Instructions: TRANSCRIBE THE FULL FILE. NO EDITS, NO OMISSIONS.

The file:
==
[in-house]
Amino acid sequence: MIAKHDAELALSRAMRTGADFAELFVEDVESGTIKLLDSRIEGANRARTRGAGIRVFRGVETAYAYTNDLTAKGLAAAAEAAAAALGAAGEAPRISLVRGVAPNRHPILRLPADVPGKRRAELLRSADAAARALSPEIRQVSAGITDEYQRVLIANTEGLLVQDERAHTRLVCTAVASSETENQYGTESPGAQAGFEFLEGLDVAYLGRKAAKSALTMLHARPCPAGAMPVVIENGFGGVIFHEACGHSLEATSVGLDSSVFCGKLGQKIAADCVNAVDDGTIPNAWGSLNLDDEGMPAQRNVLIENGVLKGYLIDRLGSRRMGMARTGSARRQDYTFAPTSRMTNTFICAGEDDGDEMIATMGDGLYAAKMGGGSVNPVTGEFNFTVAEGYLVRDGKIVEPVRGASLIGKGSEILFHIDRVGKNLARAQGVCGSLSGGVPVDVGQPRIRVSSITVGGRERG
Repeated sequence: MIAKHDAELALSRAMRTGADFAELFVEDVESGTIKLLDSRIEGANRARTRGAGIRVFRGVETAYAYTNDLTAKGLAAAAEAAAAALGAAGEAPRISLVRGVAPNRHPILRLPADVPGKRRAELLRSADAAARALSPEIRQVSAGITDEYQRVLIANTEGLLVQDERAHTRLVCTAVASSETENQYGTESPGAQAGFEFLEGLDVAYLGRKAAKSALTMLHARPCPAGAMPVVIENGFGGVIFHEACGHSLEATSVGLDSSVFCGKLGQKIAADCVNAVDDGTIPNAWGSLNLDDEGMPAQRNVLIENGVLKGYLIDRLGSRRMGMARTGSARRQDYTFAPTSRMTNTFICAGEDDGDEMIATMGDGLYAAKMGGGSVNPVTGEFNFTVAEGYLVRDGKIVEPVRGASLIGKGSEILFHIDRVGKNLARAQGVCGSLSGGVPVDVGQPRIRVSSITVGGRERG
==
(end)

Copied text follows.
[in-house]
Amino acid sequence: MIAKHDAELALSRAMRTGADFAELFVEDVESGTIKLLDSRIEGANRARTRGAGIRVFRGVETAYAYTNDLTAKGLAAAAEAAAAALGAAGEAPRISLVRGVAPNRHPILRLPADVPGKRRAELLRSADAAARALSPEIRQVSAGITDEYQRVLIANTEGLLVQDERAHTRLVCTAVASSETENQYGTESPGAQAGFEFLEGLDVAYLGRKAAKSALTMLHARPCPAGAMPVVIENGFGGVIFHEACGHSLEATSVGLDSSVFCGKLGQKIAADCVNAVDDGTIPNAWGSLNLDDEGMPAQRNVLIENGVLKGYLIDRLGSRRMGMARTGSARRQDYTFAPTSRMTNTFICAGEDDGDEMIATMGDGLYAAKMGGGSVNPVTGEFNFTVAEGYLVRDGKIVEPVRGASLIGKGSEILFHIDRVGKNLARAQGVCGSLSGGVPVDVGQPRIRVSSITVGGRERG
Repeated sequence: MIAKHDAELALSRAMRTGADFAELFVEDVESGTIKLLDSRIEGANRARTRGAGIRVFRGVETAYAYTNDLTAKGLAAAAEAAAAALGAAGEAPRISLVRGVAPNRHPILRLPADVPGKRRAELLRSADAAARALSPEIRQVSAGITDEYQRVLIANTEGLLVQDERAHTRLVCTAVASSETENQYGTESPGAQAGFEFLEGLDVAYLGRKAAKSALTMLHARPCPAGAMPVVIENGFGGVIFHEACGHSLEATSVGLDSSVFCGKLGQKIAADCVNAVDDGTIPNAWGSLNLDDEGMPAQRNVLIENGVLKGYLIDRLGSRRMGMARTGSARRQDYTFAPTSRMTNTFICAGEDDGDEMIATMGDGLYAAKMGGGSVNPVTGEFNFTVAEGYLVRDGKIVEPVRGASLIGKGSEILFHIDRVGKNLARAQGVCGSLSGGVPVDVGQPRIRVSSITVGGRERG